The average adult dog sleeps about 12 to 14 hours a day through a combination of daytime naps and nighttime sleep. Just like in people, sleep is key to a dog’s overall health. It also helps a dog feel more rested and energetic.
Dogs with sleep disorders might whine, cry, or frequently wake up during the night, become more sluggish during the day or seem more disoriented when performing normal tasks. Because sleep deprivation can cause a buildup of stress hormones, dogs with sleep disorders may also become more aggressive or develop other behavioral problems. In addition, a lack of sleep can weaken a dog’s immune system, increasing the risk of infection.
Here are four common types of sleep disorders that can occur in dogs and how to treat them:
Narcolepsy is a nervous system sleep disorder that primarily affects young dogs. It is commonly caused by a genetic disorder that leads to abnormally low levels of a chemical called hypocretin, which helps maintain alertness and normal sleep patterns. This genetic disorder can affect Doberman Pinschers, Poodles and Labrador Retrievers. Other narcolepsy causes include obesity, inactivity and immune system dysfunction. Sometimes, the cause is unknown.
A dog with narcolepsy will suddenly collapse on its side and fall asleep, usually after a period of excitement or physical activity (such as eating, playing, greeting family members, etc.). The muscles will become slack and the dog will appear to be in a deep sleep with rapid eye movement (REM sleep). External stimulation, like loud noise or petting, will abruptly wake up the dog. Narcolepsy is sometimes associated with cataplexy, which is muscle paralysis.
Narcolepsy is not life-threatening or painful. It is diagnosed based on clinical signs, so recording a video of a narcoleptic episode can help a veterinarian accurately diagnose this disorder.
Narcolepsy is not curable, but can be managed by identifying and minimizing the events that trigger it. Using comforting words and gentle petting can also help lessen the severity and duration of a dog’s narcoleptic episodes. Depending on how much the narcolepsy is negatively affecting a dog’s quality of life, medications that reduce hyperactivity, stimulate wakefulness, or manage the narcolepsy’s frequency and duration may be prescribed by a veterinarian.
Insomnia is rare in dogs and usually indicates another health problem. It can be caused by physical health issues that are painful (like arthritis or an injury), itchy (like fleas), or cause frequent urination (like kidney disease or diabetes). Anxiety, stress and pent-up energy can also lead to insomnia. In older dogs especially, cognitive dysfunction, which is caused by brain degeneration, can disrupt normal sleep patterns and cause insomnia.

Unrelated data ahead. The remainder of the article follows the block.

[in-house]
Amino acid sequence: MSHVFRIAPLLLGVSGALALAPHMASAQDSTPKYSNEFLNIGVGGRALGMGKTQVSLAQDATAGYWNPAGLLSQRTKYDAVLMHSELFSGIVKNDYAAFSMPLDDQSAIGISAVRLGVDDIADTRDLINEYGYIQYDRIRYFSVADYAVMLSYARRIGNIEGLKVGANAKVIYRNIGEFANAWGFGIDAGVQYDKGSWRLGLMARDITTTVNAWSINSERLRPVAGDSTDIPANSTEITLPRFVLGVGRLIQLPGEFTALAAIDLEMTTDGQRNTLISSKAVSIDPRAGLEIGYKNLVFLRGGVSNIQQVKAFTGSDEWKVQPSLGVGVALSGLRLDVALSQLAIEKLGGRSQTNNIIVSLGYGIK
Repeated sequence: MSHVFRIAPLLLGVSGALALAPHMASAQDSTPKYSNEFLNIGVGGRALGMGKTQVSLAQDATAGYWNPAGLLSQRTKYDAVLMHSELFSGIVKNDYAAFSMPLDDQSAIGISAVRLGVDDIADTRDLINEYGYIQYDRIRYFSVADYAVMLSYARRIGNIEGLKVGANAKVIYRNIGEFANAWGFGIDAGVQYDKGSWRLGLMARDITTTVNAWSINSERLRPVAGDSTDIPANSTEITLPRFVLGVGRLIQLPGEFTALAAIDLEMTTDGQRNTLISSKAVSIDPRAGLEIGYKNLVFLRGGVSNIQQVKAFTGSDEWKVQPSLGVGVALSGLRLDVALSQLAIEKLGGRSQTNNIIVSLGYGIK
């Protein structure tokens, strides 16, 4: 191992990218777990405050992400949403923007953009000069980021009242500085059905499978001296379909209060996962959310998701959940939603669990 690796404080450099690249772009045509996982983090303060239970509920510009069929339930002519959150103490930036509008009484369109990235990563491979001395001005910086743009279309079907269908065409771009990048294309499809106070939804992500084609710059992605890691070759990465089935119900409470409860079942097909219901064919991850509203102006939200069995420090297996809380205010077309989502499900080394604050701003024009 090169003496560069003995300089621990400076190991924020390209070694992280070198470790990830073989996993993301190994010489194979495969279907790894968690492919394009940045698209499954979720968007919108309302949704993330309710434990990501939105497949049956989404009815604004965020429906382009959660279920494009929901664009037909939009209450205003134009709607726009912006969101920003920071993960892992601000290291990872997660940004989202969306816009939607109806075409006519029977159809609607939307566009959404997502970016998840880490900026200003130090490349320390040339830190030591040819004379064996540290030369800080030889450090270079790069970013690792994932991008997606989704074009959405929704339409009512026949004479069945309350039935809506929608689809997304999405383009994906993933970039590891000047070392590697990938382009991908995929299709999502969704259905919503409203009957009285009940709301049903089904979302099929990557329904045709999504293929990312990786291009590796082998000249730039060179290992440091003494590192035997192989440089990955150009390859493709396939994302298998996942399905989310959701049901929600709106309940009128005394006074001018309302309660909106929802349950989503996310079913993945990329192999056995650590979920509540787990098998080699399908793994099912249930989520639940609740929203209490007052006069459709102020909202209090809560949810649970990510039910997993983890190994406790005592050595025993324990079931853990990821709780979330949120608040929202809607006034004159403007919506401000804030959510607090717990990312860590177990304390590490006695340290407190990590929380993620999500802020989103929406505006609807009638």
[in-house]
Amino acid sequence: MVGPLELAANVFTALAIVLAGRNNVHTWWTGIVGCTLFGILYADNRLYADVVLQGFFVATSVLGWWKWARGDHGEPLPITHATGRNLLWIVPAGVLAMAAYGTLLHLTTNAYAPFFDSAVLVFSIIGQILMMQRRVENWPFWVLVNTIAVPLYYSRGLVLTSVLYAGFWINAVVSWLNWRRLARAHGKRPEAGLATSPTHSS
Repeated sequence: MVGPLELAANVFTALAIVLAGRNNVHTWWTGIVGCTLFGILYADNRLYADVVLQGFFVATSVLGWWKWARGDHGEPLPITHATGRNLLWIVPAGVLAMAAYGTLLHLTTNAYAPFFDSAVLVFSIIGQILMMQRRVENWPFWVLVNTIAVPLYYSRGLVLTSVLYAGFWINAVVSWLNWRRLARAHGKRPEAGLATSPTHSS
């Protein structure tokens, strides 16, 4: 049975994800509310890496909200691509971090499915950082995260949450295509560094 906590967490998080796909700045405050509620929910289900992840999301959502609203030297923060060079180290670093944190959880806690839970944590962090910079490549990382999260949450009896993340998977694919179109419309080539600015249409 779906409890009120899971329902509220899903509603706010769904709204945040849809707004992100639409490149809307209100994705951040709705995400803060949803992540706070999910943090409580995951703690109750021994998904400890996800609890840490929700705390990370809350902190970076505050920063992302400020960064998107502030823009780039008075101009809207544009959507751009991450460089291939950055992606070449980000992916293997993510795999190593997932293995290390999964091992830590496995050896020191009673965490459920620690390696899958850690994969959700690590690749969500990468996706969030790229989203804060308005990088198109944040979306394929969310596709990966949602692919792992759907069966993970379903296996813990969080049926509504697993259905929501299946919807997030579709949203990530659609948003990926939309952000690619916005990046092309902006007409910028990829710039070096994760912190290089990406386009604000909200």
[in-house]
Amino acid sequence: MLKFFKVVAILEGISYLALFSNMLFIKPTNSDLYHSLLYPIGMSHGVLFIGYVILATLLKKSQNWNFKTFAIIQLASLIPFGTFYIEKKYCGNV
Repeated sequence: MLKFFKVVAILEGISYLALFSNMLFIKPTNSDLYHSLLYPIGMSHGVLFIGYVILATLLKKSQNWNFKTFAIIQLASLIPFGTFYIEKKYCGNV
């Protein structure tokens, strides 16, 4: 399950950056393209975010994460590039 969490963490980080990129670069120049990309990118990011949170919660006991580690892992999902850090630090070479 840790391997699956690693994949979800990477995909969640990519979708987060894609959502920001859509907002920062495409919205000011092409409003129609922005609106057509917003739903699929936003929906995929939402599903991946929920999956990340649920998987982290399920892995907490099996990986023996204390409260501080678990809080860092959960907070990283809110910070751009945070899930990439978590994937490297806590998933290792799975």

A veterinarian will be able to determine the underlying problem and prescribe appropriate treatment. For example, pain medication can relieve arthritis-related pain, leading to better and more comfortable sleep. Acupuncture can improve sleep by relieving pain and anxiety and may even kidney function. For older dogs with cognitive dysfunction, diets rich in omega-3 fatty acids can improve brain function, and melatonin can regulate the sleep-wake cycle, both of which contribute to better sleep.
Other strategies for relieving insomnia include increasing physical activity during the day, scheduling playtime before bedtime, making the sleep area more comfortable (purchasing an orthopedic bed for an arthritic dog, for example), and using aromatherapy with lavender and chamomile in the sleep area.
Sleep apnea is generally rare in dogs. However, it is common in obese dogs and flat-faced breeds like English Bulldogs, Boston Terriers and Pugs. With sleep apnea, excessive internal fat or abnormal respiratory anatomy can temporarily collapse or narrow the airway, jolting a dog awake for 10 to 20 seconds at a time. These constant sleep interruptions can leave a dog feeling tired and sluggish during the day. Loud, chronic snoring is a common sign of sleep apnea. Treatment options include weight loss for obese dogs, surgery and steam humidifiers.
Untreated sleep apnea can be life-threatening. If your dog is snoring loudly and constantly waking up during the night, seek veterinary treatment as soon as possible.
REM Behavior Disorder
Is your dog chasing a squirrel in his sleep? If so, he may have what’s called REM Behavior Disorder, which causes physical activity during sleep. For some dogs, this activity can become extreme or violent, such as running into walls or attacking inanimate objects. Dogs with REM Behavior Disorder will awaken normally without any confusion or disorientation, which makes this disorder different from a seizure. Treatment with a medication called clonazepam will reduce physical activity during sleep.
If you notice any change in your dog’s normal sleeping habits, take your dog to your veterinarian as soon as possible. Do not try to diagnose or manage the sleeping disorder on your own, as this could prolong your dog’s poor sleep quality.
During the appointment, your veterinarian will first perform a physical exam then conduct other tests as needed to diagnose your dog’s sleeping disorder. Once the disorder is properly diagnosed, work with your veterinarian to come up with a treatment plan that will effectively manage the disorder and help your dog get better sleep.
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